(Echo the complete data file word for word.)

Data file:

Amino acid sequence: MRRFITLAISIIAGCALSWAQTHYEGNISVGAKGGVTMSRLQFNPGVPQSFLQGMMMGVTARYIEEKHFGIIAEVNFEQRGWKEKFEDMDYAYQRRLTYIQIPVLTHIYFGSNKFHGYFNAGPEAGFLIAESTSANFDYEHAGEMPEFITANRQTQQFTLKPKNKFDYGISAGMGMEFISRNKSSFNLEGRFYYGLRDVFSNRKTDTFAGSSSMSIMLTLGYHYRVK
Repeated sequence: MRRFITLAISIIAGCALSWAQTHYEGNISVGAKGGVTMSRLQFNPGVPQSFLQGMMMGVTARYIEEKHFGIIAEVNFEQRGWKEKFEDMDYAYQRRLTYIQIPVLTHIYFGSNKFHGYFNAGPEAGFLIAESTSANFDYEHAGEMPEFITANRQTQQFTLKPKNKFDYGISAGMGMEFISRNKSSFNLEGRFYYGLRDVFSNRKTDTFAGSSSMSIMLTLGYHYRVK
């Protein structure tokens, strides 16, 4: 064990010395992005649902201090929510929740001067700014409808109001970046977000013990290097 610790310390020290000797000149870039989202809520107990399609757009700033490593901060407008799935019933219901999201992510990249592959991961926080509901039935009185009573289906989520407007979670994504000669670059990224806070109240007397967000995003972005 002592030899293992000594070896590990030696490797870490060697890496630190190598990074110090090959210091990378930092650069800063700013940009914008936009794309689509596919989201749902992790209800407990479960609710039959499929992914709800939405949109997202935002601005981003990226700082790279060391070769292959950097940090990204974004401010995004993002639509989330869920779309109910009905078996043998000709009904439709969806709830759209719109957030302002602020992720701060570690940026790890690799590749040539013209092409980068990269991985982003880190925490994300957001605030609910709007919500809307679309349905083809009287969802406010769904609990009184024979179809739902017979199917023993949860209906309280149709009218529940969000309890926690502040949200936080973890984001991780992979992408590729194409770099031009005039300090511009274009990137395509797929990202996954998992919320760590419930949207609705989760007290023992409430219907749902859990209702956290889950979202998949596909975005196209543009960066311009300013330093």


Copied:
Amino acid sequence: MRRFITLAISIIAGCALSWAQTHYEGNISVGAKGGVTMSRLQFNPGVPQSFLQGMMMGVTARYIEEKHFGIIAEVNFEQRGWKEKFEDMDYAYQRRLTYIQIPVLTHIYFGSNKFHGYFNAGPEAGFLIAESTSANFDYEHAGEMPEFITANRQTQQFTLKPKNKFDYGISAGMGMEFISRNKSSFNLEGRFYYGLRDVFSNRKTDTFAGSSSMSIMLTLGYHYRVK
Repeated sequence: MRRFITLAISIIAGCALSWAQTHYEGNISVGAKGGVTMSRLQFNPGVPQSFLQGMMMGVTARYIEEKHFGIIAEVNFEQRGWKEKFEDMDYAYQRRLTYIQIPVLTHIYFGSNKFHGYFNAGPEAGFLIAESTSANFDYEHAGEMPEFITANRQTQQFTLKPKNKFDYGISAGMGMEFISRNKSSFNLEGRFYYGLRDVFSNRKTDTFAGSSSMSIMLTLGYHYRVK
């Protein structure tokens, strides 16, 4: 064990010395992005649902201090929510929740001067700014409808109001970046977000013990290097 610790310390020290000797000149870039989202809520107990399609757009700033490593901060407008799935019933219901999201992510990249592959991961926080509901039935009185009573289906989520407007979670994504000669670059990224806070109240007397967000995003972005 002592030899293992000594070896590990030696490797870490060697890496630190190598990074110090090959210091990378930092650069800063700013940009914008936009794309689509596919989201749902992790209800407990479960609710039959499929992914709800939405949109997202935002601005981003990226700082790279060391070769292959950097940090990204974004401010995004993002639509989330869920779309109910009905078996043998000709009904439709969806709830759209719109957030302002602020992720701060570690940026790890690799590749040539013209092409980068990269991985982003880190925490994300957001605030609910709007919500809307679309349905083809009287969802406010769904609990009184024979179809739902017979199917023993949860209906309280149709009218529940969000309890926690502040949200936080973890984001991780992979992408590729194409770099031009005039300090511009274009990137395509797929990202996954998992919320760590419930949207609705989760007290023992409430219907749902859990209702956290889950979202998949596909975005196209543009960066311009300013330093």